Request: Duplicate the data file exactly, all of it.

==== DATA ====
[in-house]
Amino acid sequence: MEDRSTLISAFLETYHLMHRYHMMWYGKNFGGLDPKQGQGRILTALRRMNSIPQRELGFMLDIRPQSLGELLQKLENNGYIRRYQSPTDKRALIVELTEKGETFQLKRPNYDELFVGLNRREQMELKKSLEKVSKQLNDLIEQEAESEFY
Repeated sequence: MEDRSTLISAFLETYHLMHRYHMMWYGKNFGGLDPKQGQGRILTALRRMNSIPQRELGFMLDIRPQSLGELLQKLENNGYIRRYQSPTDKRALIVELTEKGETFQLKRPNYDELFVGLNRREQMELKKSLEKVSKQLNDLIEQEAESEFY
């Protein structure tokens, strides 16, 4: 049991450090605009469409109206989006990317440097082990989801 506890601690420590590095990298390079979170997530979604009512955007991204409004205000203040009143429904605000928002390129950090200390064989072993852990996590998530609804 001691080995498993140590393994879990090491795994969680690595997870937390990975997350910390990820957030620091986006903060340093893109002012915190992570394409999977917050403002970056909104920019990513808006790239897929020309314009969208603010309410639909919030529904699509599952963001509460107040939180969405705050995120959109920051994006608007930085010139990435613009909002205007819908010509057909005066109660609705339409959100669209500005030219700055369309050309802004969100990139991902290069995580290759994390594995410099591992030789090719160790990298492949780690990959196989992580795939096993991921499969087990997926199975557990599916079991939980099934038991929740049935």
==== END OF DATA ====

[in-house]
Amino acid sequence: MEDRSTLISAFLETYHLMHRYHMMWYGKNFGGLDPKQGQGRILTALRRMNSIPQRELGFMLDIRPQSLGELLQKLENNGYIRRYQSPTDKRALIVELTEKGETFQLKRPNYDELFVGLNRREQMELKKSLEKVSKQLNDLIEQEAESEFY
Repeated sequence: MEDRSTLISAFLETYHLMHRYHMMWYGKNFGGLDPKQGQGRILTALRRMNSIPQRELGFMLDIRPQSLGELLQKLENNGYIRRYQSPTDKRALIVELTEKGETFQLKRPNYDELFVGLNRREQMELKKSLEKVSKQLNDLIEQEAESEFY
């Protein structure tokens, strides 16, 4: 049991450090605009469409109206989006990317440097082990989801 506890601690420590590095990298390079979170997530979604009512955007991204409004205000203040009143429904605000928002390129950090200390064989072993852990996590998530609804 001691080995498993140590393994879990090491795994969680690595997870937390990975997350910390990820957030620091986006903060340093893109002012915190992570394409999977917050403002970056909104920019990513808006790239897929020309314009969208603010309410639909919030529904699509599952963001509460107040939180969405705050995120959109920051994006608007930085010139990435613009909002205007819908010509057909005066109660609705339409959100669209500005030219700055369309050309802004969100990139991902290069995580290759994390594995410099591992030789090719160790990298492949780690990959196989992580795939096993991921499969087990997926199975557990599916079991939980099934038991929740049935």